May 2018 Census Project Update

In May, census funding and implications of the citizenship question were hot topics on Capitol Hill. Both topics will figure prominently in congressional deliberations throughout the long, hot summer.

FY 2019 Appropriations

With only a few months remaining before Fiscal Year (FY) 2019 begins, the House and Senate Appropriations Committees are working frantically to draft and prepare for floor consideration of all 12 FY 2019 appropriations bills, including the Commerce, Justice, Science (CJS) appropriations bill, which funds the Census Bureau.

On May 17, the House Appropriations Committee approved H.R. 5952, its version of the FY 2019 CJS bill. The bill included $4.8 billion for the Census Bureau–$2 billion over the agency’s FY 2018 funding level, almost $1 billion above the Administration’s request, and approximately $70 million more than census stakeholders recommended. In report language accompanying the bill, the Committee clarified that some of the increased funding can be spent in the first quarter of FY 2020. In addition, the report also expresses interest in 2020 Census information technology developments and concern about the “burdensome” nature of the American Community Survey. Further, the report urges the Census Bureau to engage in “increased outreach activities to historically undercounted communities, including colonias.”

During the House Appropriations Committee mark up, Congressman Joe Serrano (D-NY) offered an amendment that would have prohibited the Census Bureau from spending funds on a census that includes a citizenship amendment. It was rejected on a voice vote.

Overall, census stakeholders were pleased by the generous increase the House CJS bill proposed and encouraged that during consideration of the bill no “raiding” amendments were offered targeting the Census Bureau as an offset for funding other programs. Pundits predict the full House of Representatives will consider the CJS bill this summer as part of a smaller “minibus” appropriations measure, combining as many as two or three other appropriations bills.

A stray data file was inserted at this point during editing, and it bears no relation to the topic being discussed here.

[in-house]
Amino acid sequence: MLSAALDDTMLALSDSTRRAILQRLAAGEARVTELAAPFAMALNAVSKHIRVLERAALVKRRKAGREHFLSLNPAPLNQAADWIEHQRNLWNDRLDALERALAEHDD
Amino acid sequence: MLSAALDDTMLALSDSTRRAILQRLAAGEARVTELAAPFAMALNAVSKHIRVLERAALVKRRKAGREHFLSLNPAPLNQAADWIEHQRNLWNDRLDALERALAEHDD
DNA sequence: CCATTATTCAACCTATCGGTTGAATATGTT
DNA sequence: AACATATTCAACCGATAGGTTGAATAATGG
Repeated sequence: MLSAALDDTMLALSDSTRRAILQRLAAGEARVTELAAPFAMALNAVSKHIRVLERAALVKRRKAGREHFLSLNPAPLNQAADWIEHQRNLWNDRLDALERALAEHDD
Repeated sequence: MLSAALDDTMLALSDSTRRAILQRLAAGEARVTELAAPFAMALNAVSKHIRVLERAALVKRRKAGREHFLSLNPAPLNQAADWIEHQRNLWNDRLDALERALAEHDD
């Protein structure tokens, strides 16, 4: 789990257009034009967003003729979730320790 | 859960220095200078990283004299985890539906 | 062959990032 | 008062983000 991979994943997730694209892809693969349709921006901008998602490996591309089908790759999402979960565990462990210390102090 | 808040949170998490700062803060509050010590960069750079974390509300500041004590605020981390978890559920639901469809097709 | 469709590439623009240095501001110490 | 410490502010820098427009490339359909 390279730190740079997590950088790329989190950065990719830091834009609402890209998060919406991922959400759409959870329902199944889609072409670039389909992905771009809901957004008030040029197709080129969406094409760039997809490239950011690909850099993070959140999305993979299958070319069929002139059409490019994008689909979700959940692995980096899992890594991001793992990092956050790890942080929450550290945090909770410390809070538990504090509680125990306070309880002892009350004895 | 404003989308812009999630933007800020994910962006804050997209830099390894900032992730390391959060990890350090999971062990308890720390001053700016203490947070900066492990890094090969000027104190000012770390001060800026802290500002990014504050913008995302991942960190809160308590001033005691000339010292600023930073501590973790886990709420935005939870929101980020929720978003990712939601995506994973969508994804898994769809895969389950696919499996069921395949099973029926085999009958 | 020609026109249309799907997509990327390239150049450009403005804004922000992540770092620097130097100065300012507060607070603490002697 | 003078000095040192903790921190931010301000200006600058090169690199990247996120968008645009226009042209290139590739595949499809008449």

In preparation for consideration of its FY 2019 bill, on May 10, the Senate CJS subcommittee held a hearing at which Department of Commerce Secretary Wilbur Ross testified. During the hearing, Secretary Ross answered questions about the Census Bureau’s proposed FY 2019 budget and the rationale behind his decision to propose adding a citizenship question to the 2020 Census. In his written and oral testimony, Secretary Ross confirmed that the decennial census is the Department’s “top priority.” A webcast of the hearing is posted at:

The Census Project sent a sign-on letter to all members of the Senate CJS subcommittee urging the Senate to match the House Appropriations Committee’s recommended funding level for the Census Bureau in its version of FY 2019 CJS bill.

A one-page summary of the stakeholders’ FY 2019 funding recommendation is now posted on the Census Project home page at:

House Oversight Committee Holds Hearing on Citizenship Question

In May, the House Oversight and Government Reform Committee held two hearings to address the proposed 2020 Census citizenship question. The first hearing, which was held on May 8, was promoted as a progress report on the 2020 Census. However, most of the questions and discussion centered on the Administration’s proposed citizenship question. Witnesses included Earl Comstock, Director of the Office of Policy and Strategic Planning at the Commerce Department; Ron Jarmin, Acting Director of the Census Bureau; David A. Powner and Robert Goldenkoff of the Government Accountability Office (GAO); and Justin Levitt, Associate Dean for Research at Loyola Law School, who previously served as Deputy Assistant Attorney General for Civil Rights in the Justice Department during the Obama Administration. The witnesses’ testimony and an archived webcast of the hearing is posted at:

During the hearing, Democratic committee members largely criticized the Administration’s decision to add a citizenship question and asked probing questions about the necessity of these data given the American Community Survey (ACS) includes a citizenship question. Republican members defended the Administration’s decision and rejected concerns raised by Democratic members who stated putting an untested citizenship question on the 2020 Census will increase costs and suppress participation. Republican committee members stated that the ACS citizenship question provided sufficient insight into how the proposed citizenship question would be received on the 2020 Census.

On May 18, the committee held a second hearing at which Acting Assistant Attorney General, Civil Rights Division John Gore, who was subpoenaed to appear, answered questions about his memo to the Census Bureau, requesting the addition of a citizenship question. A webcast of the hearing is posted at:

On June 8, the House Judiciary Committee, Subcommittee on the Constitution and Civil Justice, held a hearing, “Questions Regarding the U.S. Census.”

Additional resources regarding the citizenship question are available on the Leadership Conference on Civil and Human Rights home page at: